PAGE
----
Google has won a major victory in its ten-year legal fight with authors over its Google Library Project, which digitizes and indexes millions of copyrighted books for an online library without consent from the copyright owner. Since 2004, as part of the Google Library Project, Google has scanned, rendered machine-readable, and indexed more than 20 million books, which includes both public domain and copyrighted works, for its Google Books search engine. The search engine allows users to search words or terms that yields a list of all books in the database in which those words or terms appear, as well as the number of times the word or term appears in each book. The search also provides a brief description of each book which gives some basic additional information, such as a list of the words and terms that appear with most frequency in the book. Users are also allowed a limited viewing of the text of the book to see “snippets” of text containing the searched-for terms. The search sometimes provides links to buy the book online and identifies libraries where the book can be located.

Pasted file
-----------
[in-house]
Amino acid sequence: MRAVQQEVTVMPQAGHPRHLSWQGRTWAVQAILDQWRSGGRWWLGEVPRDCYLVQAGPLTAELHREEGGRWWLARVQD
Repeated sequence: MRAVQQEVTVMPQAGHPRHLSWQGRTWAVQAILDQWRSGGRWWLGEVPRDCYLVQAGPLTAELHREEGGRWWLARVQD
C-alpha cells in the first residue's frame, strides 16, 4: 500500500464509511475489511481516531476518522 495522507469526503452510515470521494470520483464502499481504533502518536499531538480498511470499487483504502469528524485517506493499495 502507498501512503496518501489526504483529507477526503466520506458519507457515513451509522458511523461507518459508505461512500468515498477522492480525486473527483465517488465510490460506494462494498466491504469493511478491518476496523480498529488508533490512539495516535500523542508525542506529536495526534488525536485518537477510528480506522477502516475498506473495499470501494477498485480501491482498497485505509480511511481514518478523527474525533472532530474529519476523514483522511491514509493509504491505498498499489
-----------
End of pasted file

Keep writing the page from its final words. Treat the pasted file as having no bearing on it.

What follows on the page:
In a world where people use copious amount of time searching for things online via search engines, curiosity begs to know what are people really searching for when it comes to particular nations. Fixr.com took this curiosity by the horns and investigated deeper. Unsurprisingly, their results revealed that every nation yielded unique results, some as expected and some rather perplexing. For the United States, in particular, the object word “patent” was the most google searched word in 2015 so far.
Earlier this month, the District Court for the Southern District of New York, on remand from the 2nd Circuit, sided with Google in the copyright infringement proceedings that began in 2005 over the Google Books Library Project. Judge Chin, presiding over the case, agreed that Google Books provided "significant public benefit", and accepted Google's fair use defense for the scanning of more than 20 million books for an electronic database, and making snippets of the text available for online searches.